When the Pyramid at the Louvre was being built in the 1980s, they also built a large underground exposition space called the Hall Napoléon, which is now used for temporary exhibitions. The exhibition I saw there in May 2013 was called De l’Allemagne (= About Germany), 1800-1939, from Friedrich to Beckmann.
The title De l’Allemagne was not chosen by accident, because that was the title of a well-known book (actually three volumes, when it was first published) by Madame de Staël from the early 19th century, giving a comprehensive introduction to German literature, philosophy, arts and sciences for French readers, who at the time typically knew nothing about the hodge-podge of kingdoms, duchies and margraviates that were later consolidated into the country of Germany.
The reason Madame de Staël (1766-1817) was so knowledgeable about Germany was that she had been exiled from France by the Emperor Napoléon I, who also prevented the publication of her books as long as he was in power. So it is slightly ironical that the title of her book was used for an exhibition in a hall named after Napoléon.
To avoid queuing at the entrance, I bought an advance ticket the day before at the fnac store at 136 Rue de Rennes in Montparnasse. The ticket cost twelve Euros plus a commission of 1.60 that I gladly paid. For three more Euros I could have bought a combination ticket for the exhibition and the rest of the Louvre, but I had read that there were over two hundred pictures in the exhibition alone, which I figured would be enough for one day. When I bought the ticket I had to tell them the day and time I wanted to come. The ticket was only valid for admittance in the half hour after the allotted time, but after that I could stay as long as I wanted to.
On my ticket it said I should enter by the Priority Entrance of the Pyramid, which meant that I could walk right past a long line of people and didn’t even have to put my backpack through the scanning machine. I just had to open my backpack and let a young lady glance inside. All she saw was my bicycle helmet, but that evidently convinced her I was a trustworthy person, so she waved me through.
The goal of this exhibition was to place the two hundred German artworks “in the intellectual context of their time” and confront them “with the writings of great thinkers, chief among whom is Goethe.”
This was an ambitious and certainly well-intentioned project, developed jointly by French and German curators. Nonetheless, some German reviewers were outraged and claimed the exhibition was warming up old clichés and prejudices about Germany. They said it was trying to show that all of German thought and art led directly to Hitler’s dictatorship. Other German reviewers disagreed with this, as did French reviewers and the director of the Louvre.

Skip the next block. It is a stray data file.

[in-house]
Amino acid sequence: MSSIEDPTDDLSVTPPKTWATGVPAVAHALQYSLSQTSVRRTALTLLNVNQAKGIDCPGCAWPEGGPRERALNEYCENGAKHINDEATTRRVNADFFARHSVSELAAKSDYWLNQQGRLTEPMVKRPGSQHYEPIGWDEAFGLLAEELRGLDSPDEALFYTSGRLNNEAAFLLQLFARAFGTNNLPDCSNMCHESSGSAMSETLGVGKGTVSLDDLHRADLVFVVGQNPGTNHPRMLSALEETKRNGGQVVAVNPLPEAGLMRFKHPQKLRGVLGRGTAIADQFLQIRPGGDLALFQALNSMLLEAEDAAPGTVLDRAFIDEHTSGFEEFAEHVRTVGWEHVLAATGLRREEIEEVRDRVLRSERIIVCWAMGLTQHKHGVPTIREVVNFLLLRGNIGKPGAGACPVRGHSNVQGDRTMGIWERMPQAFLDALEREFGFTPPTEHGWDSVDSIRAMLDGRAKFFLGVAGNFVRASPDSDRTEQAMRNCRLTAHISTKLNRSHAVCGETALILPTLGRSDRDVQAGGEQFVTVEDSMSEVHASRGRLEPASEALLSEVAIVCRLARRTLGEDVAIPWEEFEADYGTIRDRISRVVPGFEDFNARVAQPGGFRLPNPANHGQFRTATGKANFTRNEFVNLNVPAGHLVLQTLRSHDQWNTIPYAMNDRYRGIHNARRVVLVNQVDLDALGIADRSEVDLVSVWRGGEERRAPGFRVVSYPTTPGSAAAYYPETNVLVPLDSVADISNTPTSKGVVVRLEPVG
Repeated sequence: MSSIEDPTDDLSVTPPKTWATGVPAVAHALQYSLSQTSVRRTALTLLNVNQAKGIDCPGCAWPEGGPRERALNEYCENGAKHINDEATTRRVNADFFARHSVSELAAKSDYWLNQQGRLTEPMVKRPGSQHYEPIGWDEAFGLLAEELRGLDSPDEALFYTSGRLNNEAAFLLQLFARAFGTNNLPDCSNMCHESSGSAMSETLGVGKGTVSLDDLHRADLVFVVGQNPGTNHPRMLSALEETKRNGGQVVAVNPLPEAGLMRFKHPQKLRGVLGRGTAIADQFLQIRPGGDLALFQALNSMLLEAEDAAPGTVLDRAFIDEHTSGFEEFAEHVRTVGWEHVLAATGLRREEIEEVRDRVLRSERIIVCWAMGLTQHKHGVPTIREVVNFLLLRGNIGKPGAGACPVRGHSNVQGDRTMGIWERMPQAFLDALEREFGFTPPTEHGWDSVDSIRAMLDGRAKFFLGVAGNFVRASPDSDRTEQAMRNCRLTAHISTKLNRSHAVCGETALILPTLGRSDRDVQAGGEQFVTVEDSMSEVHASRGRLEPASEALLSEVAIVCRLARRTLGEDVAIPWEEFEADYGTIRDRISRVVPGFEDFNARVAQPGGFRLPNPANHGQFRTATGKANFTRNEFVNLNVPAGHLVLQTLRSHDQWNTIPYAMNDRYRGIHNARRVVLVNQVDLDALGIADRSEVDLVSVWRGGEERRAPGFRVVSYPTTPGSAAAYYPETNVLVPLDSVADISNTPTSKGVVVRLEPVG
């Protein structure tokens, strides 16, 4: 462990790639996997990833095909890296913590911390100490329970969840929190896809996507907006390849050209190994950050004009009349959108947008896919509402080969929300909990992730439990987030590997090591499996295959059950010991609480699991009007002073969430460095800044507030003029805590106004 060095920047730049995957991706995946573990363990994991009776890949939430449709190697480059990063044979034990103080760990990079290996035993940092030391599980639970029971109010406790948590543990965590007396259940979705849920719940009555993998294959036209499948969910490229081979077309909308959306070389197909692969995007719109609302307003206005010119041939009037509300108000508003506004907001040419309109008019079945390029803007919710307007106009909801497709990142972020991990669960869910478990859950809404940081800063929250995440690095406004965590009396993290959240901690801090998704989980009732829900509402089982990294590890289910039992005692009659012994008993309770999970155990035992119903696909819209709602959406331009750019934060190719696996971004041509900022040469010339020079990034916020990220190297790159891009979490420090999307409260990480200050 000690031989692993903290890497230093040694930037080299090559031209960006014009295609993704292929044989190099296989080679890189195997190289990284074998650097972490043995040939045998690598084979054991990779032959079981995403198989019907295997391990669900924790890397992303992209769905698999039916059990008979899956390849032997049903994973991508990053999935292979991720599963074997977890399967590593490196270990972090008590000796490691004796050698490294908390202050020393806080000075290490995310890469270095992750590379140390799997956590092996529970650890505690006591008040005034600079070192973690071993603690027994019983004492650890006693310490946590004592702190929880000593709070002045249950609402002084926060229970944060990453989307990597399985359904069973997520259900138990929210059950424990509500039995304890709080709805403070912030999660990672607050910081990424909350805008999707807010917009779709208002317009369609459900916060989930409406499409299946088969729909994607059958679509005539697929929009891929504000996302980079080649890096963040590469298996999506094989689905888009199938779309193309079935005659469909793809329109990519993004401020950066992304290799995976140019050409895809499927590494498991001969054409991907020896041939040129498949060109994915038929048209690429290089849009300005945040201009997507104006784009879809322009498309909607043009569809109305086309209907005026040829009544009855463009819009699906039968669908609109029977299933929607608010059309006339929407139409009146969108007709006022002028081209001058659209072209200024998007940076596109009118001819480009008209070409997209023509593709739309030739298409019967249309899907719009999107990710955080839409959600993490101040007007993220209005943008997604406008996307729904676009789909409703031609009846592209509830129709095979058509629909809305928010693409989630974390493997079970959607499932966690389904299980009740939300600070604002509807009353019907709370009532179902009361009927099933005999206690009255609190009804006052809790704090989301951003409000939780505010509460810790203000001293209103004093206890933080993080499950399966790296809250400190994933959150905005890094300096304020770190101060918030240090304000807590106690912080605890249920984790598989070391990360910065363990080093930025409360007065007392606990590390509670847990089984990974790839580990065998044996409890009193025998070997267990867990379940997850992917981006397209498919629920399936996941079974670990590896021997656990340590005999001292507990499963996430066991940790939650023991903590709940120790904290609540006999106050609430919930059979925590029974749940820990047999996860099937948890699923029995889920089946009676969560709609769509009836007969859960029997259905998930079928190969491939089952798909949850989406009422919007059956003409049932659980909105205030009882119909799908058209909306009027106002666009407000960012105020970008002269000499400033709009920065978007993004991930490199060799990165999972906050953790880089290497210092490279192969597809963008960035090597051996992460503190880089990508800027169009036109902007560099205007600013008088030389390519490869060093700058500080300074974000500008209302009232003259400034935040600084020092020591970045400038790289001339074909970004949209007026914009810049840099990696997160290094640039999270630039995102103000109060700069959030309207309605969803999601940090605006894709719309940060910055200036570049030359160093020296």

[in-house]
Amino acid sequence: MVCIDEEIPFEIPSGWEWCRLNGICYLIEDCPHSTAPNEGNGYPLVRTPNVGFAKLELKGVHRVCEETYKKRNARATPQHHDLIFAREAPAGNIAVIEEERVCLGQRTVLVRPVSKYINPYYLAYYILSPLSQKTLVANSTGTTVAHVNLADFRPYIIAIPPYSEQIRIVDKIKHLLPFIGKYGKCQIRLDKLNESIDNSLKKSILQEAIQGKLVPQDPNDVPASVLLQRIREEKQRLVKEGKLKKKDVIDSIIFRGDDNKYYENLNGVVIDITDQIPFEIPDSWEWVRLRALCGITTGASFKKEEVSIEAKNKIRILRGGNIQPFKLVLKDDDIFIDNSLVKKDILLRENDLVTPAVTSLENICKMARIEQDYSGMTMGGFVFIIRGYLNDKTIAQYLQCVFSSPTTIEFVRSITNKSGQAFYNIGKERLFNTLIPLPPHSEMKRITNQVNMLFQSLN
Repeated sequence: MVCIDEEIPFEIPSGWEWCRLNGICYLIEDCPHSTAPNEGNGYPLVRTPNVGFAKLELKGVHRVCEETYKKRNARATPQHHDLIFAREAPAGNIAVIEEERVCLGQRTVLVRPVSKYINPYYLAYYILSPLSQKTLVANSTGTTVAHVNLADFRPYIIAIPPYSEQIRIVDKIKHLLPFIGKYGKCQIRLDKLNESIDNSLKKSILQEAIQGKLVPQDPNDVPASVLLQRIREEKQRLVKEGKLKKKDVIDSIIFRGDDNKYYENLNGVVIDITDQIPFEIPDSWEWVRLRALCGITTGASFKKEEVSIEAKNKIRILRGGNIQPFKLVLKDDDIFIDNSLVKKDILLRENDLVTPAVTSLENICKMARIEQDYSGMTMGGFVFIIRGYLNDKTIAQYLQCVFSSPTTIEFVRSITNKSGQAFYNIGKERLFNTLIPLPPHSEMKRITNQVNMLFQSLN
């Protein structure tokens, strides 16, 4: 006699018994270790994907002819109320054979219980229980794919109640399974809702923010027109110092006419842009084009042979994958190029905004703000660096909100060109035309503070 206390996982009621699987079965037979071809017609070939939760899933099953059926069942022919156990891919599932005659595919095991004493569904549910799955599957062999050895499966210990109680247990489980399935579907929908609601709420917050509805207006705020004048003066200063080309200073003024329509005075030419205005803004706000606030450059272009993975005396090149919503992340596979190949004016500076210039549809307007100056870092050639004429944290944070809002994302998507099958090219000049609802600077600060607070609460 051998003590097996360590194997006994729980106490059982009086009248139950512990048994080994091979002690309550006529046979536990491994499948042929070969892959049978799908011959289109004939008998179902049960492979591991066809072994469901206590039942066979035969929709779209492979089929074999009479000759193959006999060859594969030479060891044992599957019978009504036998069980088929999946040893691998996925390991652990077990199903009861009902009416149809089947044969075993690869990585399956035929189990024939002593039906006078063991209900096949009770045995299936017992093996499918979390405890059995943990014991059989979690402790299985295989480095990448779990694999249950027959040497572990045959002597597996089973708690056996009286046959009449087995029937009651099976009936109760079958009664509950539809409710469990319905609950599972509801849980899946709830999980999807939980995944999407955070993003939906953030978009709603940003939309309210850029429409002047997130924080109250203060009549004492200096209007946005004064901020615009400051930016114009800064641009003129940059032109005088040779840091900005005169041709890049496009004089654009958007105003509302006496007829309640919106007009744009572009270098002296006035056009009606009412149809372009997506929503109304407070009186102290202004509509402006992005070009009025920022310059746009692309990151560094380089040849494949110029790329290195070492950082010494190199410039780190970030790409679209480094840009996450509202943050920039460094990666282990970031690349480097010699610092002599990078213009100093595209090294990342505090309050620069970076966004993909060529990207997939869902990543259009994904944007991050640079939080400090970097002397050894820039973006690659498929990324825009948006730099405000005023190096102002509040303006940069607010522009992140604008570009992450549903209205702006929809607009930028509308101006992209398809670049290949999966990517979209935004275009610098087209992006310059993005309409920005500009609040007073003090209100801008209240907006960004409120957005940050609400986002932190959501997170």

So I wanted to see for myself what all the fuss was about. Since I am neither French nor German I consider myself a neutral observer in this case, but I am by no means an amateur in the French sense of the word, meaning well-informed and competent in artistic matters; rather I am an amateur in the English sense of the word, which means roughly the opposite.
Be that as it may, my opinion after seeing the exhibition De l’Allemagne is that it was rather spotty (no wonder, since it tried to cover a period of 139 years) but certainly not anti-German. The fuss in the German press merely shows how touchy some German critics are, but has little to do with the exhibition itself.
My main criticism of the exhibition is that one rather unimportant artist was over-represented, namely Caspar David Friedrich (1774-1840). Dozens of his paintings were on display (more than by any other single artist), including several large romanticized alpine landscapes that looked to me like a Disneyland vision of the Bavarian Alps, stretched vertically as some photo editing programs do if you click the wrong option.
The posters and banners advertising the exhibition showed part of a mountain landscape by a different German artist, Carl Gustav Carus (1789-1869).
I did learn something interesting about Caspar David Friedrich from the exhibition, however. It seems that Goethe, who always had a lively interest in the Natural Sciences, once suggested to Friedrich that he paint a series of pictures showing different kinds of clouds (cumulus, stratus, cirrus, etc.), following a system of classification that had recently been developed in England. Friedrich declined, saying that Nature for him was a matter of subjective impressions, not systematic observation.
So much for Goethe’s (lack of) influence on nineteenth century German painting.
The first painting in the exhibition, by the way, was a famous one called “Goethe in the Roman Compagna” by Johann Tischbein (1751-1829) — on loan from the Städel Museum in Frankfurt.
Most of the other paintings in the exhibition were also on loan from various German museums, along with a few from Vienna and Saint Petersburg. Most of these paintings had never been shown in France before.
What I liked best about the exhibition was the section at the end where they showed a selection of paintings by Max Beckmann (1884-1950). For the Nazis, Beckmann was a prime example of what they considered degenerate art. In April 1933, as soon as the Nazis were in power, Beckmann was fired from his position as a professor at the Städel School in Frankfurt, and his paintings were systematically removed from German museums over the next few years.
Somehow the critics of the Louvre exhibition seem not to have noticed that the anti-Nazi Beckmann was so prominently represented.
Location, aerial view and photo of the Louvre on monumentum.fr.
My photos in this post are from 2013. I revised the text in 2018.
See also: Musée Charles X in the Louvre.